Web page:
What do Grendel and the dragon symbolize in Beowulf?



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ms-mcgregor's profile pic

Posted on (Answer #1)

To understand the symbolism behind Grendel one needs to understand the Biblical references in the poem. In the Book of Genesis, the first book of the Bible, the first murder in human history is the killing of Able by his brother, Cain. He was jealous of his brother because God accepted Able's offering and not Cain's. As a result, Cain was thrown out of his family's land and became an outcast, Grendel is said to be a descendent of Cain. The poem's original audience would have been deeply struck by this association. Like Cain, Grendel is jealous of the joy of Hrothgar's people. He makes himself evil by killing them. Thus Grendel symbolizes a lonely, jealous outcast like Cain.

The dragon, on the other hand, is symbolic of death and evil, perhaps even the devil. The dragon is described as a serpent and scaly and breathes out fire. Hoarded treasure in Old English literature usually is often associated with death and evil. Even though Beowulf wants to give the dragon's treasure to the Geats, it is buried with him, symbolically linking Beowulf with death.

zackywackyy's profile pic

Posted on (Answer #2)

Ms. Mcgregor, while your answer is....valid.... it's not entirely correct, the story of Beowulf was translated by christian monks into very very old english (that those who know modern english perfectly well could not even begin to understand) and in this translation the monks added many many biblican references that shouldn't REALLY be there... beowulf the story, existed before christiantiy. Also the "origional audience" firstly were not christian, so this would mean nothing to them, and secondly in the version we read today Grendel might symbolize cain, but the origional story most definintely would not have.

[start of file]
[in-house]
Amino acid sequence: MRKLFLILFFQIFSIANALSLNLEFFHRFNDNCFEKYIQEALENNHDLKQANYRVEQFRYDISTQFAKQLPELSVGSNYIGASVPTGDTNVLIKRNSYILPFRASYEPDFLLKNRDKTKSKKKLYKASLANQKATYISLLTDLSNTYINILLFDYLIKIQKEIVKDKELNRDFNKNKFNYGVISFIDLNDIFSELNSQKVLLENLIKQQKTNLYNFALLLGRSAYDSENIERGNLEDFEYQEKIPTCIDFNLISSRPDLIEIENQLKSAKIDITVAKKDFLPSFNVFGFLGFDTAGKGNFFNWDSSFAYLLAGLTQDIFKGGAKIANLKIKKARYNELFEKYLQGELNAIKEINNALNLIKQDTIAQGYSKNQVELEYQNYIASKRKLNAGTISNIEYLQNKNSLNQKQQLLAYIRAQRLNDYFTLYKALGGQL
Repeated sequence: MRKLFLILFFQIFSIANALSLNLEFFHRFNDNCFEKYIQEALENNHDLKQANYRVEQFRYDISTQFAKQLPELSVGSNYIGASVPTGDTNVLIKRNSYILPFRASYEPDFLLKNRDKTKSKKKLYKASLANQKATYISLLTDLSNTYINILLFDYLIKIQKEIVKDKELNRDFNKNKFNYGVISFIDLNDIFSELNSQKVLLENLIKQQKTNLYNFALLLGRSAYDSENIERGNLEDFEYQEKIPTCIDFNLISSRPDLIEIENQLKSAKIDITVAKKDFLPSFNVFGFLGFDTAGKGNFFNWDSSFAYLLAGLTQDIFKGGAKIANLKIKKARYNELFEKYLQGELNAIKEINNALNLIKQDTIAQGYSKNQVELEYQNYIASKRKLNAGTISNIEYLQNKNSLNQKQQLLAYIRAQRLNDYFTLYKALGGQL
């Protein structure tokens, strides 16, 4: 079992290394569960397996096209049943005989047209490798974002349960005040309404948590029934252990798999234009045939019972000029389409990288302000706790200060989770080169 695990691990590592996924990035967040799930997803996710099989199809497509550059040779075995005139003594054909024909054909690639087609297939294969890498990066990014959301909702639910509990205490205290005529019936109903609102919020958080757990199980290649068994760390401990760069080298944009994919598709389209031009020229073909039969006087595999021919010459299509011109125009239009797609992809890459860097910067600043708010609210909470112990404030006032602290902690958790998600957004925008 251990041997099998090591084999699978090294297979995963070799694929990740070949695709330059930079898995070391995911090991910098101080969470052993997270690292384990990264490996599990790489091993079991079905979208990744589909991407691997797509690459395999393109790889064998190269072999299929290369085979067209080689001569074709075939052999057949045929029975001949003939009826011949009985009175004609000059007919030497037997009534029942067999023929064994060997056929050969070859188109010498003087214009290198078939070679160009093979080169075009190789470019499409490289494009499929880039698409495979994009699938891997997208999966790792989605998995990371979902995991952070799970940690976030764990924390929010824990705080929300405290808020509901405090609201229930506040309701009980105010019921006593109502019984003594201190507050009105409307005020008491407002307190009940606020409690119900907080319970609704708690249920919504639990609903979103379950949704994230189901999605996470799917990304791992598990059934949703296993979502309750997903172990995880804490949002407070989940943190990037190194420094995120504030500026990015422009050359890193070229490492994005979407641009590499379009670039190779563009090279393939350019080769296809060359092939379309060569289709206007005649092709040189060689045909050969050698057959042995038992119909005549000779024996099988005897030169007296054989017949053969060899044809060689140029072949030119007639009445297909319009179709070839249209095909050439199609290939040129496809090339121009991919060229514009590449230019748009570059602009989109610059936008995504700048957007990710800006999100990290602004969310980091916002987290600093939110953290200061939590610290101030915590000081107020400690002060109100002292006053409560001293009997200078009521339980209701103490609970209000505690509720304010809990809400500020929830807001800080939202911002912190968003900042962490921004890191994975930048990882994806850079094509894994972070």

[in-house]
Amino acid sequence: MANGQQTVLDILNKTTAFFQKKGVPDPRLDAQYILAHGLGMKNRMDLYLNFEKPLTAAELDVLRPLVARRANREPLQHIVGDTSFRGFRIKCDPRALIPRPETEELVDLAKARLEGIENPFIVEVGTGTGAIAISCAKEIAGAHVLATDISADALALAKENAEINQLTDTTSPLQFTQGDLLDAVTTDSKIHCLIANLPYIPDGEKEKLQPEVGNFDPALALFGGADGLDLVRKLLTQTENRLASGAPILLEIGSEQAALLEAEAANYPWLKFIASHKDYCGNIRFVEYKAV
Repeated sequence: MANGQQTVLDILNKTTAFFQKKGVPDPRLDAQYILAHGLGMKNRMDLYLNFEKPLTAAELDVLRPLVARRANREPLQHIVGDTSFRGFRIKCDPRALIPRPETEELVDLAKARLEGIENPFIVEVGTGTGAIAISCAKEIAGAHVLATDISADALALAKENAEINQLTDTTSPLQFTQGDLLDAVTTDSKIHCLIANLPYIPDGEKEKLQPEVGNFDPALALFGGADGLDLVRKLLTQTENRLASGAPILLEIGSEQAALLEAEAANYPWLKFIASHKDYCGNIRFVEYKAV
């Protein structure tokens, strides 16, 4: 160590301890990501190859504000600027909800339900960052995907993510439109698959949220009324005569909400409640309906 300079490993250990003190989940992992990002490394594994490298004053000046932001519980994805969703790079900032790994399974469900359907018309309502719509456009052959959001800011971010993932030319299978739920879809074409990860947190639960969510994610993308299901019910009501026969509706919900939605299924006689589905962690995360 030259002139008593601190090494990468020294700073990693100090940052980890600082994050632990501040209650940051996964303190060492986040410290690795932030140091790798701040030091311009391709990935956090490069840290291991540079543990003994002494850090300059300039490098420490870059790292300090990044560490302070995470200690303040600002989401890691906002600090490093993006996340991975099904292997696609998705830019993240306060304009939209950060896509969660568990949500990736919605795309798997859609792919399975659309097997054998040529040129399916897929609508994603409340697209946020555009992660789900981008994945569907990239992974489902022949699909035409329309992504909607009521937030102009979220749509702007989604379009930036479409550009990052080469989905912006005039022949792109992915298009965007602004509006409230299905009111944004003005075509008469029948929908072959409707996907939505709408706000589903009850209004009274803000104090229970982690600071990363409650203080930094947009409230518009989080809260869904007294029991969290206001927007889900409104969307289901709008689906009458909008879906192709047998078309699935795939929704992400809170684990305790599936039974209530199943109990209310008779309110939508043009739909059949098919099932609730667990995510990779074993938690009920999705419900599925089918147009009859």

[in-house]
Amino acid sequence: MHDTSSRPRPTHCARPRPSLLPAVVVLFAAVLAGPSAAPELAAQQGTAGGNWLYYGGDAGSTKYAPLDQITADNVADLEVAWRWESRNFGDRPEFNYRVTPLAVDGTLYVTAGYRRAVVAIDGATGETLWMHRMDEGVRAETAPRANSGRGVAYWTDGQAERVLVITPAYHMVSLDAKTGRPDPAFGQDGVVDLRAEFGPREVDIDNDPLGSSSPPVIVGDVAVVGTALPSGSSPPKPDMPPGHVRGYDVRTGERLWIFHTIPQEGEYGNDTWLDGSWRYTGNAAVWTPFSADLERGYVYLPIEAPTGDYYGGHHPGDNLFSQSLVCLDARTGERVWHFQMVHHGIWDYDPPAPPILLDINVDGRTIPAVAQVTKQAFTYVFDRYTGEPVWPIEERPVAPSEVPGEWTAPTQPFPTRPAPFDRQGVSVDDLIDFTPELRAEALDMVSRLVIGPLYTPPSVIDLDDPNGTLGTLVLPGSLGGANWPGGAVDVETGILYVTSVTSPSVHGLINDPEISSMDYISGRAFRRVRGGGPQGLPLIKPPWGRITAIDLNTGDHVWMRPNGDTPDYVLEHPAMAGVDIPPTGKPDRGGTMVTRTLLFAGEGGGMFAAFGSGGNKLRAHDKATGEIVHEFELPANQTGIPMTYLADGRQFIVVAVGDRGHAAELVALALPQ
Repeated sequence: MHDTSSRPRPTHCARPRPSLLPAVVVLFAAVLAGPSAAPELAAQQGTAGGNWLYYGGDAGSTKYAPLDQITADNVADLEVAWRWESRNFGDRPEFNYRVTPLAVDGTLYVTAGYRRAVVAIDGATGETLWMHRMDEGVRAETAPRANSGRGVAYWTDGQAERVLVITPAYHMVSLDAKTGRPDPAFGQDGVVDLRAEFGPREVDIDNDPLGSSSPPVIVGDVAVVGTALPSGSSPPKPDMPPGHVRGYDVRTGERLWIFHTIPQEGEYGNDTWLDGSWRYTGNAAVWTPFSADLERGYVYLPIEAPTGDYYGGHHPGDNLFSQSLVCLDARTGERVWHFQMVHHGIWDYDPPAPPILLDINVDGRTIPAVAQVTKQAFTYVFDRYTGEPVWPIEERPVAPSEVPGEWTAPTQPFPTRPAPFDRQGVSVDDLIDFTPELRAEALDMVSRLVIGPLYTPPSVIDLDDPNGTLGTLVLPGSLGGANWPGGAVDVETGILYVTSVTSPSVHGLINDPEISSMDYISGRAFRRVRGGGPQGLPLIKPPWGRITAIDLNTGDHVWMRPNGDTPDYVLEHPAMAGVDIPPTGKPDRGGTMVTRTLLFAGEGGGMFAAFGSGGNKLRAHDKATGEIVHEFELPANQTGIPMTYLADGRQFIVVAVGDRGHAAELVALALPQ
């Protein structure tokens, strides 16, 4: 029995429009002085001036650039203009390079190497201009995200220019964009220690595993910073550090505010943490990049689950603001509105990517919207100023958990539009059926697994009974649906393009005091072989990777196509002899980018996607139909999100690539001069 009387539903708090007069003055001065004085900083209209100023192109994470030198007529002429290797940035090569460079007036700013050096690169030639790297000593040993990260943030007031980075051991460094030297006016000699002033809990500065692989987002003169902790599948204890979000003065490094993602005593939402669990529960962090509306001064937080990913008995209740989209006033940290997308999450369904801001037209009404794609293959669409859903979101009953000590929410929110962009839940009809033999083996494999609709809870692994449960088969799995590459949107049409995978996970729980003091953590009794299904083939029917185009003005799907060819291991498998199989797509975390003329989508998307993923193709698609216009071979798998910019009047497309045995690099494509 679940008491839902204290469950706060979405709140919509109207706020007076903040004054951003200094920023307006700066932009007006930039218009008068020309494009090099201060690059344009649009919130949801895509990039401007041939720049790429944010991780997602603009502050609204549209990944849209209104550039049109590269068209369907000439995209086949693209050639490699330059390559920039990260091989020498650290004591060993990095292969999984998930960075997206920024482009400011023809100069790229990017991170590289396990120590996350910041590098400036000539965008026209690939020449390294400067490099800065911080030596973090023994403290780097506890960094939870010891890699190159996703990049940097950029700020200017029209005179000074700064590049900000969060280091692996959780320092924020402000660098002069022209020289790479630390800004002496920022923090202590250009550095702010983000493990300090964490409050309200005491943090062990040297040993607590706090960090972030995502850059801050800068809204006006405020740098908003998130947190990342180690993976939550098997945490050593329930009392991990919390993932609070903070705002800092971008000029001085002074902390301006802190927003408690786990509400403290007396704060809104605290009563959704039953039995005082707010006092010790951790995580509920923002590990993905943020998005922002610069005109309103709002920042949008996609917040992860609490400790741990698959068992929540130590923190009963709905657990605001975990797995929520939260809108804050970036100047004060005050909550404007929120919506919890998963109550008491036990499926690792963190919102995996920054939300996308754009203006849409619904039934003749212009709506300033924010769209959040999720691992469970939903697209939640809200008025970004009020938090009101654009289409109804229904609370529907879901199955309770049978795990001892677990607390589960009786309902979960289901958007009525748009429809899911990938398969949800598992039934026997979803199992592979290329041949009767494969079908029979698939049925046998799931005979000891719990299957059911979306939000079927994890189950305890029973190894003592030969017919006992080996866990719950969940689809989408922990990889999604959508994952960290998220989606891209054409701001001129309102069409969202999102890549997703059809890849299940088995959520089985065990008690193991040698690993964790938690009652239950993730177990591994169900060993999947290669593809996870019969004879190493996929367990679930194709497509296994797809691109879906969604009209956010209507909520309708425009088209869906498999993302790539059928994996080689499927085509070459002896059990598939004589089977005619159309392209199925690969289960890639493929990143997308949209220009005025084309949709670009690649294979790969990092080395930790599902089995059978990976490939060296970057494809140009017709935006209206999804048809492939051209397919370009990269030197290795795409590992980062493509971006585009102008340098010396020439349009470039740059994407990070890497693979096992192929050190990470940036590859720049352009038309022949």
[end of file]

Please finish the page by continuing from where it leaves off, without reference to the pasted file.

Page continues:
helloewe's profile pic

Posted on (Answer #3)

Actually, you are very incorrect.  The writing, yes, is pre-christian in nature, yet you forget the interpretation of the actual story.  The story of beowolf itself is an epic poem, yet heaneys translation of the story turns it into a literary epic.  The translation of the poem, was re written by scribes of monks, monks who wanted the spread of christianity.  though the vikings in the story, yes, were athestic, the central themes of this book are all biblical.  The story was to show the Vikings in a different light, the attacks against the vikings and their kind, their homeland.  So it is very incorrect to say that the story is unchristian, all the monsters in the story are different motifs for biblical characters.

patticus12's profile pic

Posted on (Answer #4)

Sorry Hellowe, but zack is actually closer to the truth in this one. THis story is oral tradition from germanic, as well as anglo saxon tribes that were all pagan. This story has many pagan references, and just the fact that there is a troll is proof that it is not a christian story, for christians do not believe in such thins. Yet, I digress. Grendel in this story can symbolize a few things, but if we are talking symbolism directly. It is likely GRENDEL SYMBOLIZES PLAGUE OR FAMINE. To break down the facts.

cant be destroyed by sword

eats away at the flesh

come at any moment without warning and kills.

Think of the time at which this takes place. The three creatures beowulf fights are three enemies a king must face as king.

Grendel is plague and famine, and can only be overcome by courage, Grendels mother could symbolize fraticide or violent vengence, and the dragon symbolizes hoarding, or specifically a king that does not share his wealth with his people

THIS IS NOT A CHRISTIAN STORY ORIGINALLY, those were added to help cnvert the pagans.


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